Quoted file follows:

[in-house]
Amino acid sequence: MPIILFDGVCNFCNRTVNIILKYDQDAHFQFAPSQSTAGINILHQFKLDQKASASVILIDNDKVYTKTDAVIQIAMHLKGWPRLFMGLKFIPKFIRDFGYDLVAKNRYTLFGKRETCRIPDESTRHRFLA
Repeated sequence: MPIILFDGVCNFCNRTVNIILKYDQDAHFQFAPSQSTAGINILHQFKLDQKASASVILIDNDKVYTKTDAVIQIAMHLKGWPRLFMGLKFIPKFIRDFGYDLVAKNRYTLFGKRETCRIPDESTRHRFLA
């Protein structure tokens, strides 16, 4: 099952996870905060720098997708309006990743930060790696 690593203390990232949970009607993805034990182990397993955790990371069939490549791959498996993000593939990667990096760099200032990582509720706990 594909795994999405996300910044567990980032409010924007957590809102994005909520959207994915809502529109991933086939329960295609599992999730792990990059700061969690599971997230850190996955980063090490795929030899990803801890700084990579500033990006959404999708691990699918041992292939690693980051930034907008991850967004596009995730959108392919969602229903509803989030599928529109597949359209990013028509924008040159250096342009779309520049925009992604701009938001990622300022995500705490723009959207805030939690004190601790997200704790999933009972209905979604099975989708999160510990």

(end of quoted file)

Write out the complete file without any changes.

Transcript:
[in-house]
Amino acid sequence: MPIILFDGVCNFCNRTVNIILKYDQDAHFQFAPSQSTAGINILHQFKLDQKASASVILIDNDKVYTKTDAVIQIAMHLKGWPRLFMGLKFIPKFIRDFGYDLVAKNRYTLFGKRETCRIPDESTRHRFLA
Repeated sequence: MPIILFDGVCNFCNRTVNIILKYDQDAHFQFAPSQSTAGINILHQFKLDQKASASVILIDNDKVYTKTDAVIQIAMHLKGWPRLFMGLKFIPKFIRDFGYDLVAKNRYTLFGKRETCRIPDESTRHRFLA
């Protein structure tokens, strides 16, 4: 099952996870905060720098997708309006990743930060790696 690593203390990232949970009607993805034990182990397993955790990371069939490549791959498996993000593939990667990096760099200032990582509720706990 594909795994999405996300910044567990980032409010924007957590809102994005909520959207994915809502529109991933086939329960295609599992999730792990990059700061969690599971997230850190996955980063090490795929030899990803801890700084990579500033990006959404999708691990699918041992292939690693980051930034907008991850967004596009995730959108392919969602229903509803989030599928529109597949359209990013028509924008040159250096342009779309520049925009992604701009938001990622300022995500705490723009959207805030939690004190601790997200704790999933009972209905979604099975989708999160510990």